Two weekends ago, my husband and I attended Armistice Day ceremonies at the Aisne-Marne American Military Cemetery (90-minute drive east of Paris). Initially, I was disappointed President Trump did not attend; but now I understand why.
The weather was very foggy — no helicopter fly-in. A motorcade from Paris would have been impossible, as protesters would have blocked access to roads. But couldn’t the French police have secured the route? I wasn’t about to bet on it, and it’s a good thing the President didn’t take that chance.
Last weekend, over 300,000 French people blocked roadways to protest French President Macron’s increase in gasoline prices. They immobilized traffic by gathering at roundabouts (AKA “rotaries,” for you New Englanders) and received essentially no pushback from the French police, which amounted to de facto police support for the protesters.
A bit of background: unlike the United States (which uses stop lights), France uses use roundabouts to control traffic on secondary roads. Some roundabouts are located near entrance/exit ramps of major interstate-like highways (autoroutes) that cross European country borders.
Starting last Saturday, protesters put up physical barriers to every entrance to many roundabouts. Protesters forbade drivers to proceed until they were interrogated. If the driver agreed with the protesters, they would move the barrier, allowing the driver to pass. If not, a group of protesters would harangue the driver ad nauseum while stopping all traffic on the road behind.
Why were the police allowing civilians to physically block roadways and harangue drivers?
The sole intelligence I have is from a bartender who said the police were sympathetic to the protesters. Could be true: I saw police standing on hilltops doing nothing. It seems they felt their job was limited to quelling violence.
But forbidding the outright barricade of public roadways? Did the police believe an outright confrontation of the protesters (e.g., moving them into a field) was … too much trouble?
French retailers would disagree. They saw revenues drop 35 percent on Saturday.
Parents of sick children who were driving to emergency rooms also had major problems. They found themselves subject to self-appointed judges who would decide whether or not to grant them access to the road to the hospital. Last Saturday, a woman who was doing exactly that panicked and killed a protester as she tried to drive through the crowd.
That night, my husband and I literally had a whiff of the troubles, as a tractor-trailer jackknifed at a protester-filled roundabout south of Reims. The truck was spewing a column of black smoke.
The next day (Sunday), we drove west to Paris, in preparation for our flight home yesterday.
What should have been a two-hour drive at most, became a four-hour nightmare. From an economic standpoint, it was disastrous, as the protesters forbade us (and anyone else) from using the autoroute to Paris.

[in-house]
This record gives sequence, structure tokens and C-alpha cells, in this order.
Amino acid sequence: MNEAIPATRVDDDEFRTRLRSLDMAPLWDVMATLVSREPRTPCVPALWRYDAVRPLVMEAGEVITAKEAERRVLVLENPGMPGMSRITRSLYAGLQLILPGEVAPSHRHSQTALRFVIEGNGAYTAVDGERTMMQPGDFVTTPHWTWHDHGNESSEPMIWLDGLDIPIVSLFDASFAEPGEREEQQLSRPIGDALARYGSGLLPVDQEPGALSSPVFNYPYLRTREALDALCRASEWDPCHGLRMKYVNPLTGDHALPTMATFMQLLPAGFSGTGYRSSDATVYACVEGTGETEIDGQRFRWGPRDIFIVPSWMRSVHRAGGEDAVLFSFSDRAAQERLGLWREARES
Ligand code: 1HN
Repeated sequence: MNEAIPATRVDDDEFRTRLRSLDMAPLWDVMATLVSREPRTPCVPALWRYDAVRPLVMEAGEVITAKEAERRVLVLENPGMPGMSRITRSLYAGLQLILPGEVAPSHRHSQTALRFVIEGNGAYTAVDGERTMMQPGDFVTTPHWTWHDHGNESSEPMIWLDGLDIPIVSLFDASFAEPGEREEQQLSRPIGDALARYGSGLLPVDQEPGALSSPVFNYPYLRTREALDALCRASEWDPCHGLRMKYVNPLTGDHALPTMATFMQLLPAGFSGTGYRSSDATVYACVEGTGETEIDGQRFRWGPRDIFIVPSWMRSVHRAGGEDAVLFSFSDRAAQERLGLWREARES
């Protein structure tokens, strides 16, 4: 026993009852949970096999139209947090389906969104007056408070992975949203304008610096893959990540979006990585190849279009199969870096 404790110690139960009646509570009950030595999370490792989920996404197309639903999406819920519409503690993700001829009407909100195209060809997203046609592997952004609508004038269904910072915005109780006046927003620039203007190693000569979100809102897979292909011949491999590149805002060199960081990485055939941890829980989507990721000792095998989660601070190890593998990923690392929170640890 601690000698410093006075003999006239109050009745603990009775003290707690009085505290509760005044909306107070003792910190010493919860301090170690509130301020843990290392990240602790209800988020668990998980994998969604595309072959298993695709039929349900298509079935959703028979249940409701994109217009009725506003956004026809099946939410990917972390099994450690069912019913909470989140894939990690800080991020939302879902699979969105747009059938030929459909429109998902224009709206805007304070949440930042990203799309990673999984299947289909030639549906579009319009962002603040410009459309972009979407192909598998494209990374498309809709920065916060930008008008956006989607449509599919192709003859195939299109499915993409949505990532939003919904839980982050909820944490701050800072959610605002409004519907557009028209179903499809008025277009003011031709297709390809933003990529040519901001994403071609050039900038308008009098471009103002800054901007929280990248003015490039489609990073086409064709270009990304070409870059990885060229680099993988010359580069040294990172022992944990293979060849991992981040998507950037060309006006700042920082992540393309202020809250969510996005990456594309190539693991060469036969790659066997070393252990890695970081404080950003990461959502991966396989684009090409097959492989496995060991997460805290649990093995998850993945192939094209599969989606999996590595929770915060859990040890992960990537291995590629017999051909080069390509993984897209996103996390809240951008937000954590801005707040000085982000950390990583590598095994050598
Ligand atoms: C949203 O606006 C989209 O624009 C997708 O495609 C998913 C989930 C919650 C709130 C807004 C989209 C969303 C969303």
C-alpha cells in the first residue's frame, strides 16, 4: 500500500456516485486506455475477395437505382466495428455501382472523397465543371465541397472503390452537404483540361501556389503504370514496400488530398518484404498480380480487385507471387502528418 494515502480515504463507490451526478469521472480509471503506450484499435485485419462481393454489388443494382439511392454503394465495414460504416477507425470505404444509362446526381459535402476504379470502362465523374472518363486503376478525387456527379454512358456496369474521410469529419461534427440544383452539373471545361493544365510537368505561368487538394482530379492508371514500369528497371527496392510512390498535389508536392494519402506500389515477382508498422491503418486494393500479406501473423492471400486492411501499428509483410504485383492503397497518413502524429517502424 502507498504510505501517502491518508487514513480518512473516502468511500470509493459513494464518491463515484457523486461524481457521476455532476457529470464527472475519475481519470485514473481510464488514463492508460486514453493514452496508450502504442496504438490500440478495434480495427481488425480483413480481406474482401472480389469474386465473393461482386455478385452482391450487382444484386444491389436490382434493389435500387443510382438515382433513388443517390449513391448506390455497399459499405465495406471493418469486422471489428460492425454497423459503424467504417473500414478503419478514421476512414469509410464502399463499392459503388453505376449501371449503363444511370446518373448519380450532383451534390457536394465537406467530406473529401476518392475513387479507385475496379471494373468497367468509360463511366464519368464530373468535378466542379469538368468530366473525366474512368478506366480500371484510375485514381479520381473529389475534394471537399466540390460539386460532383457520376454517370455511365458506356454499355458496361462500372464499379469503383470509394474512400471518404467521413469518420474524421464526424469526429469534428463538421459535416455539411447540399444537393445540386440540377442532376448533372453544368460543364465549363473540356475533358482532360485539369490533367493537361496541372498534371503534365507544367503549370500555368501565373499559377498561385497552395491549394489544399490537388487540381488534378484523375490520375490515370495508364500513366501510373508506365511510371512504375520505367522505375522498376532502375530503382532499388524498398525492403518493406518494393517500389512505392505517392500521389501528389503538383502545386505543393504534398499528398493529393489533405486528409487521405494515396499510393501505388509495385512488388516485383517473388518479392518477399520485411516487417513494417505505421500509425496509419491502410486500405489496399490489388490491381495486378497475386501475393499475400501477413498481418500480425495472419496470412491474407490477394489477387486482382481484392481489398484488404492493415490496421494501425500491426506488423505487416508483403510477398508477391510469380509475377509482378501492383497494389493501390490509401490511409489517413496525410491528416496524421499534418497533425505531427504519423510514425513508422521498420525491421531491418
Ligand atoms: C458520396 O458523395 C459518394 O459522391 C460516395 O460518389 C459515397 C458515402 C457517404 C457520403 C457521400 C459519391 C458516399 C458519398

We had tried different entrances to the autoroute and were blocked each time. The protesters didn’t discriminate – no-one was allowed access to the autoroute.
Being good resourceful Americans, we decided to travel the rural secondary roads, guessing the protesters couldn’t be bothered to go there.
Reaching those secondary roads required a good cop, bad cop strategy. We’d enter a roundabout with my husband as driver. I’d go full New York on them, squawking ‘What? What?’ continuously like an annoying parrot. Meanwhile, my husband would beg in a softer beleaguered tone: ‘S’il vous plaît, s’il vous plaît’ (please, please).
It worked! Finally, one protester took pity on my husband and gave him detailed directions as to how to reach Charles de Gaulle airport on rural roads. That worked, too!
Meanwhile, on Sunday, French President Macron was giving a speech to the German parliament in Berlin about why Europe needed to be strong.
Macron’s speech would be a joke if it wasn’t so pathetic. Here was the president of a major country talking about a stronger Europe, but he was too weak and/or clueless to command his nation’s police force to ensure open access to roadways and autoroutes — not only for the French people but all European Union members.
The United States addressed this issue early in its founding. The 1781 Articles of Confederation allowed states to act almost like nation-states, including limitations on transport from state to state. It was a flop.
A mere eight years later, the new U.S. Constitution (1789) made interstate commerce a priority, placing it in Article I, Sections 9 and 10. The framers of the European Union sought the same goal.
Nearly 230 years later, Europe has yet to learn from the American experience. The EU will never be strong if chestless leaders like Macron cannot stop civilians from randomly closing access to public highways and autoroutes.
For old hippies, last weekend was like the France of the 1960s, but it’s the global 21st century now. For a nation or region to be competitive, people and products need to be able to move over public roads 24/7.
We Americans figured that out over 200 years ago. Is President Macron a slow learner?
Joanne Butler, graduate of the Kennedy School at Harvard, was a professional staff member (R) at the House Ways and Means Committee and served in President George W. Bush’s administration.
The views and opinions expressed in this commentary are those of the author and do not reflect the official position of The Daily Caller.